doubleo7hud
5 days ago

Since being diagnosed matey I find that most people are actually 🔔 ends no matter where you are, there’s only a hand of reet folk in the world 😂. I can honestly say tho hand on heart before diagnosis I would not have been as understanding. It’s our job now I guess to spread awareness of MS. I just tell everybody and anyone if they ask why my legs are like a couple of giant rubber dildos (most of the time in those exact words too 😂)


rel12
5 days ago

@drummondbass Ugh no! Tht is a tough situation when your job is mainly physical and your dealing with the MS. That was nice of them but I am sure it would be much easier to have everyone know, especially your boss! Yes, it was hard but luckily I was able to keep it together until the job became really stressful and had a mini relapse. I had to make the decision to leave and focus on my health since it is still pretty new to me. Hoping it gets better for you!


drummondbass
5 days ago

@doubleo7hud tbf I haven’t experienced anything like that thus far and the majority have been sound. I have kept the circle of knowledge as small as i can, not that i don’t want people to know but only if i decide to tell them myself. Im lucky that its not obvious to look at me that i have anything wrong, if you were around me a lot you may pick up some hints but that’s rare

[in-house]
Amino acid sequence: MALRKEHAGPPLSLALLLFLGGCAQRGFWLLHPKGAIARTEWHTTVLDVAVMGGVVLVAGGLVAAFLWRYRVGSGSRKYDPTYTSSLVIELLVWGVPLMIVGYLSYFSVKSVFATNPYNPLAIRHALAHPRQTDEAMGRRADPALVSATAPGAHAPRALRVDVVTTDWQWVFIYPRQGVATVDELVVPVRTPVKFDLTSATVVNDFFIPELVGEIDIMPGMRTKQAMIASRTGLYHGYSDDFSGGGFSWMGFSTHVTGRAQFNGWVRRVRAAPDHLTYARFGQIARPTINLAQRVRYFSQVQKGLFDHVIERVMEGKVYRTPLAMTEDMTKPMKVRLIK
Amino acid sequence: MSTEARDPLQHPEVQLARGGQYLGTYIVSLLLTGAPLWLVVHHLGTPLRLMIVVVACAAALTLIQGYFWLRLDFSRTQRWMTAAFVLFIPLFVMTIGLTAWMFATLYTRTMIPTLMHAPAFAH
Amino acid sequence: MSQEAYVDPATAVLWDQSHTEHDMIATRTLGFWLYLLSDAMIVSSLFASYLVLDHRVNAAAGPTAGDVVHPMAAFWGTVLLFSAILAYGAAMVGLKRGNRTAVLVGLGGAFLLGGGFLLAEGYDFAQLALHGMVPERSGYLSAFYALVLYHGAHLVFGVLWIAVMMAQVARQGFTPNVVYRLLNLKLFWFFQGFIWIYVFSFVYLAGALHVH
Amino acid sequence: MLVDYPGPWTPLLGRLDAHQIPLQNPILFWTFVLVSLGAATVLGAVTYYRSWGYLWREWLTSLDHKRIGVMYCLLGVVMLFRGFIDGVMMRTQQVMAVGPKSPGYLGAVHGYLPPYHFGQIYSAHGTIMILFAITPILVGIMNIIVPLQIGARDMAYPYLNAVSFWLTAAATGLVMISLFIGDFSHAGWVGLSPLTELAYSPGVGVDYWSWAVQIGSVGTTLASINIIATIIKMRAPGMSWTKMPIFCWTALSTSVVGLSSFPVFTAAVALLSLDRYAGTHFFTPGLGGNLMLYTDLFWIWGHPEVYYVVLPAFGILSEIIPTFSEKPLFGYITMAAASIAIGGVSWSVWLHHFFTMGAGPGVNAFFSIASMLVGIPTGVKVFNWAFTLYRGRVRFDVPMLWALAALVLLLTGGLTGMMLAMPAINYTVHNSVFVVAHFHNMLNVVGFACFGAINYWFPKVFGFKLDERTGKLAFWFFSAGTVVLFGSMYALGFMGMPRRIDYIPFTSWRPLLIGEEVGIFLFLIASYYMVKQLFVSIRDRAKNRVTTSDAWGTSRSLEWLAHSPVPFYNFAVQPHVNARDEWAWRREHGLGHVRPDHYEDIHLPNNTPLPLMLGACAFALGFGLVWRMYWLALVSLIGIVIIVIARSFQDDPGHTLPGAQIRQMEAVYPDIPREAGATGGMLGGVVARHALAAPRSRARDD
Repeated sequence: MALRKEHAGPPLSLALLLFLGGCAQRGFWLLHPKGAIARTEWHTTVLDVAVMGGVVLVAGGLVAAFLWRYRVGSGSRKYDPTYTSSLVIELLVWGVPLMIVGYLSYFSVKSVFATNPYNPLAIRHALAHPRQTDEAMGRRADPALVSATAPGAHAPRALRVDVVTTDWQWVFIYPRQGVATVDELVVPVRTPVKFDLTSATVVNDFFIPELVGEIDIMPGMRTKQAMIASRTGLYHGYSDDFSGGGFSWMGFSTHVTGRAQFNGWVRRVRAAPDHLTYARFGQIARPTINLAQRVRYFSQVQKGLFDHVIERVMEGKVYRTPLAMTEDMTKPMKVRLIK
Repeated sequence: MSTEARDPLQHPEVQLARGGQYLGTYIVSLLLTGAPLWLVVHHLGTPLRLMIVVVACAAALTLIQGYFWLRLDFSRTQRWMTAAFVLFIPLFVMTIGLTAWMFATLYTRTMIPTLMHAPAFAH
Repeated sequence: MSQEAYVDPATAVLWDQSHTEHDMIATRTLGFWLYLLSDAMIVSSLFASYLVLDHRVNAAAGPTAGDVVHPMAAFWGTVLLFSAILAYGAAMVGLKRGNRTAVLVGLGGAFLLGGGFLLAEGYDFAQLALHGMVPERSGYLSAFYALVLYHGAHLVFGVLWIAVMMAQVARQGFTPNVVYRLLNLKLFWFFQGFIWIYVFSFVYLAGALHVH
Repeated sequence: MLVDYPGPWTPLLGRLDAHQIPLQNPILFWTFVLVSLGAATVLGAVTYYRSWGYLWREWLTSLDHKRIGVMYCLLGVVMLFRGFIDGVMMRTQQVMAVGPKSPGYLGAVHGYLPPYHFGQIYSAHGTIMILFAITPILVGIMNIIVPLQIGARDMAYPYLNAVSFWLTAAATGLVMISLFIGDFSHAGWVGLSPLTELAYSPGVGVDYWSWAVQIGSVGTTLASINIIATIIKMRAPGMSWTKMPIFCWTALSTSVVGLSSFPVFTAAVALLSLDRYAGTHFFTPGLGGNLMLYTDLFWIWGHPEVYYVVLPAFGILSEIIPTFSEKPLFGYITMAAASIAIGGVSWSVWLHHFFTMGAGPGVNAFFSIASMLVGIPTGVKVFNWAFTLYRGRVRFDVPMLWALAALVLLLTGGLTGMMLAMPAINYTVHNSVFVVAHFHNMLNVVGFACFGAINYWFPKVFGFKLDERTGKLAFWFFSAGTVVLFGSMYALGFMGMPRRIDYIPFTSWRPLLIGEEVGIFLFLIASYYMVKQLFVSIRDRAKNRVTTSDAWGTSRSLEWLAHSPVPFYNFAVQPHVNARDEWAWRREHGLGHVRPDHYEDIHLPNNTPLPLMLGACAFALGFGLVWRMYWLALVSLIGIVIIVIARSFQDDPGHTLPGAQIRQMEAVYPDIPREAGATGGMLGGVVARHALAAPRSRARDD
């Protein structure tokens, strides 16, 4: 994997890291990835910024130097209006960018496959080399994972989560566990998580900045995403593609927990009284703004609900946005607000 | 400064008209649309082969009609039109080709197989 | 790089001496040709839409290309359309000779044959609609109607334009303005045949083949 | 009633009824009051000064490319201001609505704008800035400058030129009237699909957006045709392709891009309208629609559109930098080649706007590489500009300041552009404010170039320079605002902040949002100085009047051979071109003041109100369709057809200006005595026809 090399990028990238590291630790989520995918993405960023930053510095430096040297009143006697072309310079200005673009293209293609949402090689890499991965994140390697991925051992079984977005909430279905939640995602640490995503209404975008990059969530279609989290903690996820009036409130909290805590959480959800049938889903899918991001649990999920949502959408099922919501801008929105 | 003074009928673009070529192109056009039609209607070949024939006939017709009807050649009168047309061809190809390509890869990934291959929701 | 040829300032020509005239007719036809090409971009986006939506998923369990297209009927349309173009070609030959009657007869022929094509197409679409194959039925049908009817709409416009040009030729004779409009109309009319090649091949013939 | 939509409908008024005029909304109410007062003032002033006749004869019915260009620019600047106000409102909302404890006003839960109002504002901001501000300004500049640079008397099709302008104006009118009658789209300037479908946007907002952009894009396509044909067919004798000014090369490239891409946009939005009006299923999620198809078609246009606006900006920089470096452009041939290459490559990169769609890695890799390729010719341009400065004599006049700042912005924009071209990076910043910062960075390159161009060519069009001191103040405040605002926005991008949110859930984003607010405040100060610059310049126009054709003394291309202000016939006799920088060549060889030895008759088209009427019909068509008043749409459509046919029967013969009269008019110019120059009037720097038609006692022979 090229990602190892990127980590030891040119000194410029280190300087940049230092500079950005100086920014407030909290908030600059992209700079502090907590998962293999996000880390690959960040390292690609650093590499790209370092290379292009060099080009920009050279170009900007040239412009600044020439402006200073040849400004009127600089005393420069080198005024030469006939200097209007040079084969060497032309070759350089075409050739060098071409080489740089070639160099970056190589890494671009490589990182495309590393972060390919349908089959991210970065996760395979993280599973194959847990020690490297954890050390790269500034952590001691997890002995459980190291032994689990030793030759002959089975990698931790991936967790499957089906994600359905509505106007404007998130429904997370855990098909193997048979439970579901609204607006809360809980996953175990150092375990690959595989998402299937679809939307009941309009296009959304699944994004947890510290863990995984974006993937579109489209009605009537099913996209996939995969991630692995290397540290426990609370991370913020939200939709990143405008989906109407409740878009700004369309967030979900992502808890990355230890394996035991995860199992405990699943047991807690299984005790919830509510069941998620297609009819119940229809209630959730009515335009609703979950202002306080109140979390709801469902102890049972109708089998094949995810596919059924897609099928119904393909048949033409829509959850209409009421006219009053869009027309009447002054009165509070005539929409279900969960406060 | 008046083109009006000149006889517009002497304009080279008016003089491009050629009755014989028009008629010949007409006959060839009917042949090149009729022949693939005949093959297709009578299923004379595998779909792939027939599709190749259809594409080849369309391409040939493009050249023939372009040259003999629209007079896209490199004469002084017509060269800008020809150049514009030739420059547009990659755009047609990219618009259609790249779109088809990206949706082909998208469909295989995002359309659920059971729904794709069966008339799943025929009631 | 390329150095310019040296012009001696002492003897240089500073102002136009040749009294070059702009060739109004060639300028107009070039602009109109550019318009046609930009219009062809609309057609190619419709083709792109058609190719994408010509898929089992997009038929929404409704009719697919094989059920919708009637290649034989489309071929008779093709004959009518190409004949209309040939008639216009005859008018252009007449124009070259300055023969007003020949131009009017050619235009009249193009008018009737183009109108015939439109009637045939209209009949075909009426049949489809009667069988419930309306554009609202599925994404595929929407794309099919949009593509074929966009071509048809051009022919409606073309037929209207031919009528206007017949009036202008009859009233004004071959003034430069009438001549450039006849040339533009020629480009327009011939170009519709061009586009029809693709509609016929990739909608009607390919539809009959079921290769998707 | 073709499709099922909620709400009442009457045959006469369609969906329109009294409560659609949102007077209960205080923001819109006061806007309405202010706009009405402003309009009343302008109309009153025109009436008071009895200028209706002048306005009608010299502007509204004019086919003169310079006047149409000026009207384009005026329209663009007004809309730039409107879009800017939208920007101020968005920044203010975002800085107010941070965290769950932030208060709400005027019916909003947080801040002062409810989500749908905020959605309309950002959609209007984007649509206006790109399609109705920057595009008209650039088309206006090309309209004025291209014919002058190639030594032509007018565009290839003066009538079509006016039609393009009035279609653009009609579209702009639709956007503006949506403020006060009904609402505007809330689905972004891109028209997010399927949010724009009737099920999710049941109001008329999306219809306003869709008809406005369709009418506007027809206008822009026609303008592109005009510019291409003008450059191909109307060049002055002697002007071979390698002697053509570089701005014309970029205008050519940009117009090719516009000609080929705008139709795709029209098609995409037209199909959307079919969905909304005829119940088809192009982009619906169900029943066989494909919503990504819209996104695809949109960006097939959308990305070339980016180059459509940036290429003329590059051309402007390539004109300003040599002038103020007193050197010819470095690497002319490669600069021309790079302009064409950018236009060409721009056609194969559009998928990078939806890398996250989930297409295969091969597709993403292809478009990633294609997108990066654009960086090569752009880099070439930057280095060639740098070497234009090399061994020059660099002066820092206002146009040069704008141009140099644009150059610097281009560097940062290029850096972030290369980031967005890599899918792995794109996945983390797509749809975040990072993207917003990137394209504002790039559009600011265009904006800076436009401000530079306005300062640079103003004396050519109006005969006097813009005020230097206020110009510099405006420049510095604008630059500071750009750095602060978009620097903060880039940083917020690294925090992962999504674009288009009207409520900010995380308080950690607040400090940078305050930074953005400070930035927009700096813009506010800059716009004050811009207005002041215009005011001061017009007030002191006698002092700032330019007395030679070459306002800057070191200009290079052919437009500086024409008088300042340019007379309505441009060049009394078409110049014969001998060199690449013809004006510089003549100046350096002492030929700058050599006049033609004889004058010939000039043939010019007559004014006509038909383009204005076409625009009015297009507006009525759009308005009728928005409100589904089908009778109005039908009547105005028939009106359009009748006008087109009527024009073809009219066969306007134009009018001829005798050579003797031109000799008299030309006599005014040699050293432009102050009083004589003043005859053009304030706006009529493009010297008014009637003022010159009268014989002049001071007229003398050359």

drummondbass
5 days ago

@rel12 ot can be tough but so far im coping, my 1st full ocrevus infusion is in 2 weeks so hoping will get some energy back that would help massively. I would love to be able to cut my hours back but unfortunately bills still need paying and saving for my wedding too so just gotta keep pushing through lol. Nice to hear you’re able to focus on your health 🙂


rel12
5 days ago

@drummondbass Yes unfortunately we have to work, life! haha You have something very exciting to save up for – congrats! Good luck!


drummondbass
3 days ago

@rel12 yeah we do 🙁 it’s just hard lol


karlsohare
3 days ago

Hi @drummondbass I defo second that I’m in the same boat and I get the funny looks when I’m off sick due to ms and it’s like they look at you like your making it up because they can’t see it to understand


lea_jeffreys
2 days ago

I’m lucky. Was diagnosed with RRMS in 2009. I work full time for a small company (53 employees). My directors have been very supportive and there have been times when I had optic neuritis they have picked prescriptions up for me. If I need to take things easy they are understanding. I am truly grateful.


rel12
2 days ago

@drummondbass You guys will find your way & it will work out!